International Mud Day at the Ithaca Children’s Garden! Credit: Rusty Keeler, Ithaca Children’s Garden

I'm Bethany Holbrook, and I work at our New York Field Office. You'll be hearing from me every week! Stay tuned for tales from the great state of New York. USFWS photo with Bethany holding a bog turtle

I’m Bethany Holbrook, and I work at our New York Field Office. You’ll be hearing from me every week! Stay tuned for tales from the great state of New York.

“Don’t you come home dirty,” my mom said with a stern look as my adolescent self bounced off with my neighborhood friends.

Hours later, I returned scuffed up and in need of a shower.

We all have memories like that, right? Well… I’m here to tell you to play in the mud!

Getting messy in the mud encourages people to get outdoors, play in nature and create happy memories with nature.

Not convinced that the mess is worth it? I wasn’t either, until I spent International Mud Day June 30 at the Ithaca Children’s Garden. More than 600 children, teenagers and adults had come together to climb, slide and splash in 48 cubic yards of dirt hosed down by the Ithaca Fire Department to create mud mountains and a giant mud pool. While the majority of mud seekers were children, teenagers and adults were quick to jump in the action as well.

The event featured mud-themed food, with selections like “mud” cheesecake, and mud (chocolate) or maple sno-cones. Children concocted their own muddy recipes in the fully stocked mud kitchen, created cob sculptures, or listened to stories from storyteller Regi Carpenter. Others could be found at the photo booth, showcasing their messy progress in “before” and “after” pictures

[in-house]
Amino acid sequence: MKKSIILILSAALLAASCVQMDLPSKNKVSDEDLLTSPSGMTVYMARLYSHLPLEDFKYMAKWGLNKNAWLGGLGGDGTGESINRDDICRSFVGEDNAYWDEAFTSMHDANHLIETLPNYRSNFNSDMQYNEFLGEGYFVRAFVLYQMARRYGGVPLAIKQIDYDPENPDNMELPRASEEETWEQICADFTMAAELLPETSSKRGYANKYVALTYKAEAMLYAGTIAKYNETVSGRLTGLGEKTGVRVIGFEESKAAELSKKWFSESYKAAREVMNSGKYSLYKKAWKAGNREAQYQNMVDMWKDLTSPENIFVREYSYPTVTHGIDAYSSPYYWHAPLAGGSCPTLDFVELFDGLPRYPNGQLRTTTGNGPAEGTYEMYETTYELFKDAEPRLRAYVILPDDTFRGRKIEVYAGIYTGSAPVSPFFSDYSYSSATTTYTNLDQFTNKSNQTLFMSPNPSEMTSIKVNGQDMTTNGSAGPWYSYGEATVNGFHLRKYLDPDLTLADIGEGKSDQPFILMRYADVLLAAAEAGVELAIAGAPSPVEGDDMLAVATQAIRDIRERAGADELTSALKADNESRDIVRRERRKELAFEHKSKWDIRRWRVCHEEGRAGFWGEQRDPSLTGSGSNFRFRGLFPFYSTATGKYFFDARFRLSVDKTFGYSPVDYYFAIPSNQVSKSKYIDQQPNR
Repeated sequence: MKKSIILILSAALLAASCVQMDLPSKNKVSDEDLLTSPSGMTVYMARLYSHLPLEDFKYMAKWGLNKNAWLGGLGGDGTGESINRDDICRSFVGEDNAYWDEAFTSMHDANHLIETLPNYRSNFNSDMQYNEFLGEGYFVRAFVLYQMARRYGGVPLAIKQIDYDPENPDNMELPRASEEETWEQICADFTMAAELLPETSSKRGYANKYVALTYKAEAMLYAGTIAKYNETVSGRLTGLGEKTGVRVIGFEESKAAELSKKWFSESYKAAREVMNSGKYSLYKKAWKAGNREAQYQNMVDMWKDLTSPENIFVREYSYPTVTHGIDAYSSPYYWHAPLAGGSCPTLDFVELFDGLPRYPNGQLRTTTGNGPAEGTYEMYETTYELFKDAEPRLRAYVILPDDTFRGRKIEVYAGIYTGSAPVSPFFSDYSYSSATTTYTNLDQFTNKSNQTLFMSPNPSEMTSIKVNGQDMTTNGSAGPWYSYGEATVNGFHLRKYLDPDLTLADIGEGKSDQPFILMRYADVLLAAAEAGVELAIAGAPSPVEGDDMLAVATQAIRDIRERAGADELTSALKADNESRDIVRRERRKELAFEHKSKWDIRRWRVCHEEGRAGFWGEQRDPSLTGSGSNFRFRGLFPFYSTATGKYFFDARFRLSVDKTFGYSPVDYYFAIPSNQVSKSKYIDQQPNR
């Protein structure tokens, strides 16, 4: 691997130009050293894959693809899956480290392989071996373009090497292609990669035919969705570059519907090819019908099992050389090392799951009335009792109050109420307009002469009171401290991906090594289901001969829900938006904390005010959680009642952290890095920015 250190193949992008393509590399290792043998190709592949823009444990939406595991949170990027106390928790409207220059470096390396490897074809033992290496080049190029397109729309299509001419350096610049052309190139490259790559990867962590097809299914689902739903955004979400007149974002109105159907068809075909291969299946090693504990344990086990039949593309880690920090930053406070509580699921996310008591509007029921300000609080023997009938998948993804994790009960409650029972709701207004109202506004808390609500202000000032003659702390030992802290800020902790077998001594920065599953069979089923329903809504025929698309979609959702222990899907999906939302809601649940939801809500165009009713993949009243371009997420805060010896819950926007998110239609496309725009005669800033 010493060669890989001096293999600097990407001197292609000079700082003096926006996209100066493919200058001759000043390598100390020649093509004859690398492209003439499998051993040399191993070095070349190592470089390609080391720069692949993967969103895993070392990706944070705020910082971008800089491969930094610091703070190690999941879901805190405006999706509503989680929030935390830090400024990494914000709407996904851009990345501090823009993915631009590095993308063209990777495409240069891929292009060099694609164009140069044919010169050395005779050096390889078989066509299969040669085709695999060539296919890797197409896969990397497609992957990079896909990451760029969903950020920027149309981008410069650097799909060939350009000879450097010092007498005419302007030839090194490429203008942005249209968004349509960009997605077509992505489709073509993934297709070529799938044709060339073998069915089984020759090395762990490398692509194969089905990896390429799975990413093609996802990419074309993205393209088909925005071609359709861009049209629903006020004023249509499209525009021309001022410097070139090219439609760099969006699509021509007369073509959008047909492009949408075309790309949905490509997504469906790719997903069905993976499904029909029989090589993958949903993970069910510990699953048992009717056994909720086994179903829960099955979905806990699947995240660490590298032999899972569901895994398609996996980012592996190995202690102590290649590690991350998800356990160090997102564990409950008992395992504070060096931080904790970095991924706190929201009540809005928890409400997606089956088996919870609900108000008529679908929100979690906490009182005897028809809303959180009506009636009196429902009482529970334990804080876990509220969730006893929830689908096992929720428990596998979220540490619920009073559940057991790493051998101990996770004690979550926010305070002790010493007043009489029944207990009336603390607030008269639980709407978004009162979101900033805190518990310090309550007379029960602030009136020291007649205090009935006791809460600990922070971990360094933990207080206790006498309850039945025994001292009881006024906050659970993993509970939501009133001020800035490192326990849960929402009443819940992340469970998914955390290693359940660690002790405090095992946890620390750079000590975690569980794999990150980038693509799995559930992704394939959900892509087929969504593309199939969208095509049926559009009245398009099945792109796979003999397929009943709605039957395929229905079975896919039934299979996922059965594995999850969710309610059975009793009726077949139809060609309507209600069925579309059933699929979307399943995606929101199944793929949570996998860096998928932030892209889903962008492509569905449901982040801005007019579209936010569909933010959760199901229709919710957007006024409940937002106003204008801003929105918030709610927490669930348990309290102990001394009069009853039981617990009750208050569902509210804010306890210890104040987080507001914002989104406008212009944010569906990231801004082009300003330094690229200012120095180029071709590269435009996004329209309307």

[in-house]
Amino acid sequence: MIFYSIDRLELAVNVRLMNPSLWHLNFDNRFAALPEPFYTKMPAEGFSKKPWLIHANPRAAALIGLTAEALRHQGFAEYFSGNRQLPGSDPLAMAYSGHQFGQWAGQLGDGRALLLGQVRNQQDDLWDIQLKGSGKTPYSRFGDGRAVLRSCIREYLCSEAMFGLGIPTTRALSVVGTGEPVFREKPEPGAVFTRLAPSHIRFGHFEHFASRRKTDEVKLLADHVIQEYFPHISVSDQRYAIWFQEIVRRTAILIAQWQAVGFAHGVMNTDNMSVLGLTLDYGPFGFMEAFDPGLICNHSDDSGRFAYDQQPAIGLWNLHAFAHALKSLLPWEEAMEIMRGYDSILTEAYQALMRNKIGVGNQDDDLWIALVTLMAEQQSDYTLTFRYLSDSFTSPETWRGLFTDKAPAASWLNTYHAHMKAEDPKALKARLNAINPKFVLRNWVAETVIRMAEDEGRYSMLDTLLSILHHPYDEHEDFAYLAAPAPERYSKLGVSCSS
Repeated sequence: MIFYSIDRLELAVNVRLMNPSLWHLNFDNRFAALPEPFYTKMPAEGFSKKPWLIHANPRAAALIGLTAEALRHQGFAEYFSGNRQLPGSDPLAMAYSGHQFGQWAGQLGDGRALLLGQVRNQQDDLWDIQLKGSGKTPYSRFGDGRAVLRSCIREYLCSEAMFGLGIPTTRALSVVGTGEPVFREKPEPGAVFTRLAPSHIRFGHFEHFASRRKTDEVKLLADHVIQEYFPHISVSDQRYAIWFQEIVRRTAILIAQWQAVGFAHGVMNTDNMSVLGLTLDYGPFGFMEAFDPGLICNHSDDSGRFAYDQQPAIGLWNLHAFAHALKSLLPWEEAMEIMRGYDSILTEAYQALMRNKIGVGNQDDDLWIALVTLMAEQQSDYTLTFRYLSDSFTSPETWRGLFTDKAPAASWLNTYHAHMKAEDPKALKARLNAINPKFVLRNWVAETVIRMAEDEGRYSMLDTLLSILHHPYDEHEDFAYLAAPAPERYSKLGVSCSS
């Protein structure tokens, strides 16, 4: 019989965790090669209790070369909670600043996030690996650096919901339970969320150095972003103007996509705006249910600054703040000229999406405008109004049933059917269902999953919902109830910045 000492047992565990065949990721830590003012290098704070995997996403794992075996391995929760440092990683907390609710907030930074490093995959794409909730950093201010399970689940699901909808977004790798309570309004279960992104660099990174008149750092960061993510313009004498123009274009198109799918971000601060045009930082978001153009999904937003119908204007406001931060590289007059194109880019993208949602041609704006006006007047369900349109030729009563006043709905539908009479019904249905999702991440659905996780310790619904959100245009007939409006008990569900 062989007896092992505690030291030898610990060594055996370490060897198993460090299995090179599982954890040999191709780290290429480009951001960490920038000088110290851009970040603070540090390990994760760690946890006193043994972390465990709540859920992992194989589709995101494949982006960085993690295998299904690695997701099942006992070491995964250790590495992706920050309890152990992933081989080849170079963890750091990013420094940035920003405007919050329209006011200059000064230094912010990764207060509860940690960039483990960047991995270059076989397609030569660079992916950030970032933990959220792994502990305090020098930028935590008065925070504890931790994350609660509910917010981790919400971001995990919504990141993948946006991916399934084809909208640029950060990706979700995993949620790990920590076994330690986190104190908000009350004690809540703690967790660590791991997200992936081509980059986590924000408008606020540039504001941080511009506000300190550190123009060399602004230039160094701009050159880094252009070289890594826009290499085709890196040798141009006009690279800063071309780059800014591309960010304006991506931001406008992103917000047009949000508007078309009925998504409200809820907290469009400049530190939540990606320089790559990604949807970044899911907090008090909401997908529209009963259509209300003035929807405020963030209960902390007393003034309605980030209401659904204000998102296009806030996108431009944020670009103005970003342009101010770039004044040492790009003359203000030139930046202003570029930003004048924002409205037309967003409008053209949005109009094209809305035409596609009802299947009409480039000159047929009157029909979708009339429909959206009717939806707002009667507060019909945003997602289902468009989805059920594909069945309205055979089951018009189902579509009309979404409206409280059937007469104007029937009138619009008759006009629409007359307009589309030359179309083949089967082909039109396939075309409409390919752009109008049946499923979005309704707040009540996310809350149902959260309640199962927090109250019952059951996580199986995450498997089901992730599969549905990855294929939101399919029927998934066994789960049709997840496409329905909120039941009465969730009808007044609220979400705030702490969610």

While we were getting dirty in New York, I learned that the idea for Mud Day emerged several years ago on the other side of the globe. Attendees at the 2009 World Forum for Early Childhood Care and Education learned that a group of children in a Nepal orphanage could not play in the mud because they did not have an extra set of clothing — and no money to buy soap to wash the single outfit.

After the forum, the story was presented to school children in Australia who wanted to help the children in Nepal by sending them money to buy clothing and food. The children in Australia were so inspired by the story that they decided to have their own Mud Day as a way of celebrating with the children in Nepal.

In both countries, children were hesitant about jumping in the mud, but after an event organizer jumped in for assurance, and curiosity built up, children were quick to jump, splash and play in the mud as intended. Mud Day has since become an international event, and is celebrated locally as a way of encouraging people to play in nature.

Mud play and outdoor play in general are actually very important to the development of a child, both mentally and physically. Not only do children create happy memories with nature, but exposure to microbes in the soil can help children build immune strength.

Mud Day event planners in Ithaca were hoping to expose these mind and body benefits to children and adults, and help guests overcome the “need to be clean” mentality.

Families dressed in all white came back to the photo booth completely brown; but even more exciting for me was seeing those families play TOGETHER. Children are usually discouraged from getting dirty, so to see a parent not only allow their child to get muddy, but also jump in the mud with them was an amazing sight.

Mud Day participation and acceptance by parents dramatically improved from last year, as parents this year encouraged their children to get dirty. Credit: David Stilwell/USFWS

Mud Day participation and acceptance by parents dramatically improved from last year, as parents this year encouraged their children to get dirty. Credit: David Stilwell/USFWS

As I mentioned, I admit I was slightly hesitant to jump in and completely submerge myself in the mud pit. That was, until I looked over to see my boss completely covered in mud!

The cool mud felt great against the hot sun. I felt comfortable and relaxed in the mud — so much so that I signed up for a 5K mud run a few weeks later (and funny enough, the 5k participants were mostly adults who just wanted to get a little dirty).

A shot of the mud hill at Ithaca Children's Garden. Credit: Rusty Keeler, Ithaca Children’s Garden

A shot of the mud hill at Ithaca Children’s Garden. Credit: Rusty Keeler, Ithaca Children’s Garden

The next time you have the opportunity to get muddy, I highly encourage you to do so. Jump in mud puddles, run a muddy race, or attend Mud Day next year! Whatever you decide to do, I guarantee you will feel great afterward.

Let go of the mud aversion, and embrace the mucky mess waiting for you.